Just Get Used to It
You’ll get used to quick kisses at the screen door—the door that swings with the swing shifts, the door that shuts you inside. “Be safe,” you whisper compulsively. You’ll get used to seeing him asleep more than you see him awake. You’ll see him sprawled on the living room floor at six a.m., the theme song from Cops blaring from the television screen or the unmistakable voice of Unsolved Mysteries. He solves cold cases in his dreams. He can fall dead asleep to the sound of sirens. You’ll get used to camping out on a hand-me-down couch because you don’t want to sleep in a bed alone.
You’ll get used to the ten codes, the radio static. And right as you’re spooning up gravy and taking up a sizzling piece of fried chicken, and right as he lifts a piece of buttery corn on the cob to his mouth, he’ll get called to a domestic disturbance a few towns over. And you’ll be left with all your own desperate attempts of domesticity. You’ll get used to throwing out cold supper to the dogs.
“How was your night?” you’ll ask him. You’ll get used to his answers. He pulled his gun on a gang. He saw a dead man, saw his insides, saw his brain, saw his skull. He chased a criminal several miles through the woods. He busted drugs. Blood splattered on his uniform. Can you get the spot out? You’ll get used to it.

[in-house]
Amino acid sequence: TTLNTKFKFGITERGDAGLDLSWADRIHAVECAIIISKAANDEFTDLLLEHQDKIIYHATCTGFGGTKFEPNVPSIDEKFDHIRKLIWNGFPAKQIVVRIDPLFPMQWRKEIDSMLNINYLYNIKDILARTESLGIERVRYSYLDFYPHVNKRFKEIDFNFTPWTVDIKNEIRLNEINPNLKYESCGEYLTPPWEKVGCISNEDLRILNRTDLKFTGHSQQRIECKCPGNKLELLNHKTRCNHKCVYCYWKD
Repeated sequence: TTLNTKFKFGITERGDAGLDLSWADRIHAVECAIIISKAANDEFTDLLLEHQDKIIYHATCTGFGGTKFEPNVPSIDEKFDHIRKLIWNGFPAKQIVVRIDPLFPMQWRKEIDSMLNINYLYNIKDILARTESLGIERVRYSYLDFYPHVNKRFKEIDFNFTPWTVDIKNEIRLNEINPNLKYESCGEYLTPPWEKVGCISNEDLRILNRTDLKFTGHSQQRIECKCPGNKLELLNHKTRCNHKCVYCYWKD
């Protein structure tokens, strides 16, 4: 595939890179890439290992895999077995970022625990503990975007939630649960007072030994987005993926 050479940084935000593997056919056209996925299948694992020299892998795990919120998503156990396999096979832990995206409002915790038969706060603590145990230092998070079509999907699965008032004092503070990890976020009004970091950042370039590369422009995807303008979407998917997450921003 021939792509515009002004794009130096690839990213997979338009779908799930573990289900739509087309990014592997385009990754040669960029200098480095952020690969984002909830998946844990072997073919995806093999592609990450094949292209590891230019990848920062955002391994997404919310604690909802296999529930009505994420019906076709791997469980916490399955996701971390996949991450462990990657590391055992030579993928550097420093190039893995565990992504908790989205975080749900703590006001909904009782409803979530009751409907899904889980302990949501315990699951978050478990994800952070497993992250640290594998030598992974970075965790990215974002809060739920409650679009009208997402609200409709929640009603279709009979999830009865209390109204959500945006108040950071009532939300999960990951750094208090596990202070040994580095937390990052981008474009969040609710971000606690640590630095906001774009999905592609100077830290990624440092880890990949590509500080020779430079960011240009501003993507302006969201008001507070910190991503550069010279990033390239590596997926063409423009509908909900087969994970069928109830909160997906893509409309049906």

You’ll get so used to the gadgets and gear that you’ll forget most people don’t have loaded guns in every room or a bulletproof vest plopped in the corner and the contents of the duty belt strewn across the floor. You’ll get used to seeing him in the crisp pressed pants and the buttoned shirt with the badge. You’ll get used to the whispers in public and the stares and the mix of tension and respect he gets when you walk with him into a room. You’ll get used to a persona that’s always on duty even when he’s not in uniform.
You’ll get used to pulling into your driveway and sitting for too long in your car because you don’t want to go inside to another empty night in an empty house.
You’ll get used to going to church without his hand to hold. You’ll see the old man in the pew in front of you place his hand on his wife’s back, rub his thumb across her shoulder. You’ll swallow tears and hold up palms to God because you’re too choked to sing the benediction. “God,” you’ll say, realizing you don’t have to pretend. “God, I’m not used to any of it.”